Think about it this way: imagine your house caught fire and you had just a few minutes to save a few precious things from the burning building. Most people will go for items such as the family photo album and other personal treasures. Expensive items such as the fancy new TV wouldn't even be a consideration for most of us.

These examples illustrate how the treasured, personally fulfilling things in life aren't necessarily related to money and material success. In fact, wellbeing often relates to activities, not things - activities that foster a sense of connection and create positive emotions, providing long-term satisfaction. The buzz from an expensive new car isn't long-lasting in that way. This shift in perspective helps us to reframe how we think about and use money while focusing on creating authentic feelings of wellbeing without the need to spend outrageously.

However, it is hard to escape the conclusion that long-term success with money, including investing, is impossible to separate from success in life. Financial security and independence are important to most successful people. But the real challenge is finding a healthy balance between this and other important values, such as authenticity, competence and belonging.

Learning the power of giving with meaning is the final act which can help us to reframe our thinking and strike this balance. While there is strong psychological research showing that having a positive effect on others increases the giver's sense of wellbeing, we are not born with this knowledge. People consistently overestimate the impact on their wellbeing of acquiring things and underestimate the impact of giving, especially to those to whom they have an emotional connection.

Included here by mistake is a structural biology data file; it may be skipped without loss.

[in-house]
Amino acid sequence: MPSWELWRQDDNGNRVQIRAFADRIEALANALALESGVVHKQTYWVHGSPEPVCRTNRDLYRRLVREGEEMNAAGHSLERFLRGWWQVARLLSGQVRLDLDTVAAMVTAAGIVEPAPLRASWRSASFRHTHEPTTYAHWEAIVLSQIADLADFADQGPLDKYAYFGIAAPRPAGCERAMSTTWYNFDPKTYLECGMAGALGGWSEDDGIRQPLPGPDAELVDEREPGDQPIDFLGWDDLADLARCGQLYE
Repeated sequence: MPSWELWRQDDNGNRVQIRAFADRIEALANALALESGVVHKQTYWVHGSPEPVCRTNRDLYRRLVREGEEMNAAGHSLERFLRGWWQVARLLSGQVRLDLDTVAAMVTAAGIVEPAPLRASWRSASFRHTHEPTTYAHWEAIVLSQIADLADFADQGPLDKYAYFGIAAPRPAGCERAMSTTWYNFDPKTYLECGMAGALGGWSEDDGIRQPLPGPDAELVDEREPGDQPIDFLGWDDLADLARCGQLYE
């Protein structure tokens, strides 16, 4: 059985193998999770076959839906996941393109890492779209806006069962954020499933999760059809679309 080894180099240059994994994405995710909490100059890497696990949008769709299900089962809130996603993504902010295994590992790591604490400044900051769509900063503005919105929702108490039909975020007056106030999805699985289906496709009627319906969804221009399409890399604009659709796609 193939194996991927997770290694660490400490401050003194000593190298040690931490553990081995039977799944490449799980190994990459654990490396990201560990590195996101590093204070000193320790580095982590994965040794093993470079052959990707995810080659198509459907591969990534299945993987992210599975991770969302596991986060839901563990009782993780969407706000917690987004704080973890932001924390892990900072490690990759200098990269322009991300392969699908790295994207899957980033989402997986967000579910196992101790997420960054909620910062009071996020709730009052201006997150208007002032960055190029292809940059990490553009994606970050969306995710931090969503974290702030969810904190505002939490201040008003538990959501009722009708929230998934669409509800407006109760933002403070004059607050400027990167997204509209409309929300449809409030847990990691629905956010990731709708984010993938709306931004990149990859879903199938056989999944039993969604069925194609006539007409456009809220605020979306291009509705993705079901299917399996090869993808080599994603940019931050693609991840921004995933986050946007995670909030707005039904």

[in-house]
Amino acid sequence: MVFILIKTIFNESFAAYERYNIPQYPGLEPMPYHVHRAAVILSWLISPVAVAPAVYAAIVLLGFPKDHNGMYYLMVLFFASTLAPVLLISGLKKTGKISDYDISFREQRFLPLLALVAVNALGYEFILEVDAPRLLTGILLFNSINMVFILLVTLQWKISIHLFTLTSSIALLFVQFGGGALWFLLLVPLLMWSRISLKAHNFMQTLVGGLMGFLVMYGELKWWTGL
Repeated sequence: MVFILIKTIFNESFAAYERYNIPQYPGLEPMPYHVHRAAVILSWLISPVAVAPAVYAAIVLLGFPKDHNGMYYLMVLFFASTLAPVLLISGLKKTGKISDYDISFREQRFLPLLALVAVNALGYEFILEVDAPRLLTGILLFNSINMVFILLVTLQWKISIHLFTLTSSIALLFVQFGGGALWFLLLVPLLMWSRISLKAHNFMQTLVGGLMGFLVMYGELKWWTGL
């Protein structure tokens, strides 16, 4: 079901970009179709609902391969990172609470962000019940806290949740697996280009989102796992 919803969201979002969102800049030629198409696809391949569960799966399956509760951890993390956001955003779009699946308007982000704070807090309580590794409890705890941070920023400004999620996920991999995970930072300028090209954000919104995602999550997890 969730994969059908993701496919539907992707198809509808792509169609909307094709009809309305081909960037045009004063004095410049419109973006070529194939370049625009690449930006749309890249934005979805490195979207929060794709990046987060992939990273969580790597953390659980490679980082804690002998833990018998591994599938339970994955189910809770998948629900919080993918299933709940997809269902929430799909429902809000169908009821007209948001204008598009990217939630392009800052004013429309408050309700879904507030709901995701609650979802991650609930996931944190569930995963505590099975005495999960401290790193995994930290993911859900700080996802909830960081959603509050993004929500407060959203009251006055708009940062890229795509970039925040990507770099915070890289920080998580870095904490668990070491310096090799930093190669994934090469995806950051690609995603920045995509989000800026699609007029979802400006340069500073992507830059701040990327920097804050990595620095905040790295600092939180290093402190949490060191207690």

A visit to the website of the micro-finance charity Kiva, which connects lenders with poor entrepreneurs, is a useful way of overcoming this. The beauty of the Kiva site is that you can buy gift vouchers for as little as $25 and you can use it to create a real experience, both for kids and adults.

Initially kids are a bit dubious about what to do with their gift certificates. But Kiva allows them to browse through the profiles of entrepreneurs in a variety of countries and choose someone to whom they can lend money. They can see directly how they are helping a real person make great strides towards economic independence and improve life for their family.

Throughout the course of the loan (usually six to 12 months), they can receive email updates and track repayments. Then, when they get their loan money back (the repayment rate is around 98 per cent), they can re-lend to someone else.

An emotional connection is created with the recipient, both initially and ongoing, the giver gets significant emotional capital in return for a small dollar investment, and the beauty of the whole process is that it is automated.

Arun Abey is executive chairman of financial planning firm ipac, head of strategy for AXA in the Asia Pacific and a director of the Spicers Portfolio Management advisory board. He is also the author of How Much is Enough?

- NZ Herald